German Industrial Output Falls Further, Construction Activity Downturn Deepens
Germany’s industrial production declined for the fourth straight month in September and the downturn in construction deepened further, reinforcing fears of a recession at the end of the year.
Industrial output registered a monthly fall of 1.4 percent, faster than the revised 0.1 percent drop in August, data published by Destatis revealed on Tuesday. This was the fourth consecutive decline.
Economists were expecting output to drop 0.1 percent after August’s initially estimated decrease of 0.2 percent.
Industrial production, excluding energy and construction, was down 1.7 percent from August.
The production of capital goods decreased 0.2 percent and that of intermediate goods fell 1.9 percent. In addition, consumer goods output slid 4.9 percent.
Production of vehicles plunged 5.0 percent from the previous month. Decreases were also seen in the manufacture of electrical equipment and in the pharmaceutical industry. By contrast, the manufacture of machinery and equipment sector grew 4.1 percent.
Data showed that energy production was down 1.7 percent in September, while construction output remained unchanged.
On a yearly basis, industrial production registered a 3.7 percent fall in September.
The less volatile quarter-on-quarter comparison showed that production was 2.1 percent lower in the third quarter than in the second quarter.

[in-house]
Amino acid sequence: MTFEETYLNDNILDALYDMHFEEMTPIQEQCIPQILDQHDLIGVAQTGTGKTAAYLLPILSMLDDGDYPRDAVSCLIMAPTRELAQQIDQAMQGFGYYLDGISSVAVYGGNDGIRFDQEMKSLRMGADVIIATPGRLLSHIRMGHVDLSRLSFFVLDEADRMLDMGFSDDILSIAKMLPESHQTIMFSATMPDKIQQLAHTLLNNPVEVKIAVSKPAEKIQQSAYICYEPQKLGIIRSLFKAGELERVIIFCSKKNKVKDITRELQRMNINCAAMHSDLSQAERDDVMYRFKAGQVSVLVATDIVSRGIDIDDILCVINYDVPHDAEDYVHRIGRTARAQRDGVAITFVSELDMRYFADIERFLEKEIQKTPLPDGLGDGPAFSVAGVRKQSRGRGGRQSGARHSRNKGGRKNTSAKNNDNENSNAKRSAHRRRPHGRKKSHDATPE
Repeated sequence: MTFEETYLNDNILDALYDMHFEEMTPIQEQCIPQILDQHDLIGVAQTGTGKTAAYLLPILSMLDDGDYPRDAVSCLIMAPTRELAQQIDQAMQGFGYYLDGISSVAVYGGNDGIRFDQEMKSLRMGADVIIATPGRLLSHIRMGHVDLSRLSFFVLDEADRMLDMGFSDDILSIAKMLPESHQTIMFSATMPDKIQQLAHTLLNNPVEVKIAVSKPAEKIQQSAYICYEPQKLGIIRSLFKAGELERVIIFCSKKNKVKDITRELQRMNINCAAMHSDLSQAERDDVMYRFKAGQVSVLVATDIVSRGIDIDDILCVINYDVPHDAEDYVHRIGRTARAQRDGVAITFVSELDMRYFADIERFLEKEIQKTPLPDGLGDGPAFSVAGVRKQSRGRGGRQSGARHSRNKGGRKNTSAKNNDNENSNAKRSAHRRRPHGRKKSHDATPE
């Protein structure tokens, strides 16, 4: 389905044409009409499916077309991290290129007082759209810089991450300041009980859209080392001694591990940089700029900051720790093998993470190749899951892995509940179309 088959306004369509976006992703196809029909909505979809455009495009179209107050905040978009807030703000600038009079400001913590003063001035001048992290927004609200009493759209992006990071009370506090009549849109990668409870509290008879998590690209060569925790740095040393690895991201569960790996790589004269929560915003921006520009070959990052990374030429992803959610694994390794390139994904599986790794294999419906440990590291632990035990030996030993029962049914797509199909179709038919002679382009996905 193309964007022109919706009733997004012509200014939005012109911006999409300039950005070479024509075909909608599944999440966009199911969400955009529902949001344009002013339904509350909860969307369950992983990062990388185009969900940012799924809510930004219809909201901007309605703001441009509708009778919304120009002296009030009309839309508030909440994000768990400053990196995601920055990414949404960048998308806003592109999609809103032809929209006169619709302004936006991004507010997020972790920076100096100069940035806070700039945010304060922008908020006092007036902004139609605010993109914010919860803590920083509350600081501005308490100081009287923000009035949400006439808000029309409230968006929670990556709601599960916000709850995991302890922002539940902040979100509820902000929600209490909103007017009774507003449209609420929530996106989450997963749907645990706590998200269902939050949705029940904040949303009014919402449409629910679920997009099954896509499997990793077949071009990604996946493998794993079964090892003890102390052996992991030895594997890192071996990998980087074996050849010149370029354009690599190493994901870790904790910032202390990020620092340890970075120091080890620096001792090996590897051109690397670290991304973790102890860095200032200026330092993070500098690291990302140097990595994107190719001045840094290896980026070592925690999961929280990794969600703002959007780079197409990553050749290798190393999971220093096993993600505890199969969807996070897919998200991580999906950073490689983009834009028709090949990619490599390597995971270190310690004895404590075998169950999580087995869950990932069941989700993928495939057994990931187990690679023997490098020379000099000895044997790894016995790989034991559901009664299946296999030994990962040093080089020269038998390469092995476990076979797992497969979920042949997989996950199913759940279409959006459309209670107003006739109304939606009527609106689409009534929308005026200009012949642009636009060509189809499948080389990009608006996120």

Elsewhere, purchasing managers’ survey results from S&P Global showed that Germany’s construction sector contracted the most in three-and-a-half years in October with steep declines in demand and employment.
The HCOB construction Purchasing Managers’ Index dropped to 38.3 in October from 39.3 in September. A score below 50.0 indicates contraction.
The downturn was again led by the housing sector as the decline in residential project works was one of the biggest in the series history. Civil engineering activity decreased at a quicker pace and commercial activity shrank at a pace similar to the previous survey period.
The weakness of the industrial sector is a key reason why GDP is estimated to contract again in the fourth quarter after falling 0.1 percent in the third quarter, Capital Economics’ economist Andrew Kenningham said. It is unlikely to recover in the first half of next year.
ING economist Carsten Brzeski said disappointing data not only suggests that third-quarter GDP growth could be revised downwards, but also that the largest euro area economy is likely to end the year in a technical recession.
The International Monetary Fund projected Germany to shrink 0.5 percent this year owing to the weakness in interest-rate-sensitive sectors and slower trading-partner demand.
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